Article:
New Delhi: Former chief economic advisor Arvind Subramanian believes India’s average annual growth between 2011-12 and 2016-17 may have been overestimated by about 2.5 percentage points.
In a new research paper, made public on Tuesday morning, Subramanian has pointed out that that instead of the “reported growth of 6.9% between 2011 and 2016, actual growth was more likely to have been between 3.5% and 5.5%”.
“A variety of evidence—within India and across countries—suggests that India’s GDP [gross domestic product] growth has been over-stated by about 2 ½ percentage points per year in the post-2011 period, with a 95 percent confidence band of 1 percentage point,” the former chief economic advisor notes.
The paper traces “part of the overestimation” to a key methodological change in the way India calculated GDP – the measurement of the formal manufacturing sector.
Specifically, it points out that while formal manufacturing growth moved plausibly with other indicators of manufacturing such as the Index of Industrial Production numbers in the pre-2011 period, they diverged “starkly” thereafter.
“Similarly, formal manufacturing growth is positive correlated with manufacturing exports in the pre-2011 period but puzzlingly becomes negatively correlated thereafter. The results in the paper suggest that the heady narrative of a guns-blazing India must cede to a more realistic one of an economy growing solidly but not spectacularly,” the paper notes.
Subramanian also plots 17 key indicators that are “typically correlated with GDP growth” for the period 2001-02 to 2017-2018. While 16 out of 17 indicators positively correlated with India’s GDP growth before 2011, it changes after that year. Post 2011, 11 out of 17 indicators are “negatively correlated with GDP”.
In 2015, India’s Central Statistics Office (CSO) replaced the country’s GDP series with the base year 2004-2005 with a new series that used 2011-12 as a baseline. As pointed out by the CSO at the time, the new series followed the guidelines of the United Nations’ System of National Accounts (UNSNA) 2008, replacing the earlier template of UNSNA 1994.
This included a number of fresh changes, such as using the corporate affairs ministry’s MCA-21 database to estimate the contribution of the private sector to domestic output, which has in recent times been questioned.
“Cumulatively, over five years, the level of GDP might have been overstated by about 9-21 percent. This finding relates to averages over the 2011-2016 period, which encompasses both the UPA-2 and NDA-2 governments. They do not speak to how this average over-estimation may have varied over time within the post-2011 period. At this stage, the data are not adequate to answer such granular questions,” the paper notes.
“While the precise magnitude of the over-estimation cannot be definitive, our confidence bands indicate that they are likely sizeable. Hence, our overall results warrant serious policy consideration.”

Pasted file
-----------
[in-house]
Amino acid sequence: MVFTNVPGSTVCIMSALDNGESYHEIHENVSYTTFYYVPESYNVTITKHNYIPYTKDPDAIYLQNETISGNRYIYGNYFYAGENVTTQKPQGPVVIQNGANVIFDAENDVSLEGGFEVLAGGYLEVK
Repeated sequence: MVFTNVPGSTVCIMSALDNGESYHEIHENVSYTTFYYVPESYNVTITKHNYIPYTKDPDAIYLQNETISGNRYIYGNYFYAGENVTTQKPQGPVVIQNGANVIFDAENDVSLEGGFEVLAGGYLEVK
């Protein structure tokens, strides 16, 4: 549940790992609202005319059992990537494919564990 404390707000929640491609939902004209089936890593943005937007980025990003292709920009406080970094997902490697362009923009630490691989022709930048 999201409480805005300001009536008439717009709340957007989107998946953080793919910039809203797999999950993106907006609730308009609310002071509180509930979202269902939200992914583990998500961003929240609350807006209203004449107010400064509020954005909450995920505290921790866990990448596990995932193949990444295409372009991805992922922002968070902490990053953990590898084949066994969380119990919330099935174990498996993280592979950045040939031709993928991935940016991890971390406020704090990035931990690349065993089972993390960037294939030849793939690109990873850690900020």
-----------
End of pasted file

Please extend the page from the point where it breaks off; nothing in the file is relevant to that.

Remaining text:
Evidence 1. Growth correlations between 17 simple, macro-ish, & “independently produced” indicators and GDP break down post-2011. Pre-2011, 16 positively correlated with GDP; post-2011, 11 negatively correlated. 4/n pic.twitter.com/PRHmYlZId2
— Arvind Subramanian (@arvindsubraman) June 10, 2019
In an article in The Indian Express on Tuesday morning, Subramanian mulls over the consequences of reduced growth during this period.
“Most important, restoring growth must be the key policy objective…The popular narrative has been one of “jobless growth”, hinting at a disconnect between fundamental dynamism and key outcomes. In reality, weak job growth and acute financial sector stress may have simply stemmed from modest GDP growth,” he writes.
The former chief economic adviser also calls for an independent re-visitation of India’s “GDP estimation in its entirety”.
“Another obvious implication is that GDP estimation in its entirety must be revisited by an independent task force, comprising both national and international experts, statisticians, macro-economists and policy users. Indeed, this revisiting may throw up exciting, new opportunities, such as using the large amounts of transactions-level GST data that is now being generated, to estimate — for the first time in India — expenditure-based estimates of GDP.”
Lastly, Subramanian points out that some level of criticism will naturally centre around his role on the issue while he was chief economic adviser.
On this issue, he notes that his team had “raised these doubts [over conflicting economic data] frequently within government” but that he needed time outside the government to “undertake months of very detailed research”.
“Finally, the question will arise as to my role on this issue while I was CEA. Throughout my tenure, my team and I grappled with conflicting economic data. We raised these doubts frequently within government, and publicly articulated these in a measured manner in government documents, especially the Economic Survey of July 2017. But the time and space afforded by being outside government were necessary to undertake months of very detailed research, including subjecting it to careful scrutiny and cross-checking by numerous colleagues, to generate robust evidence,”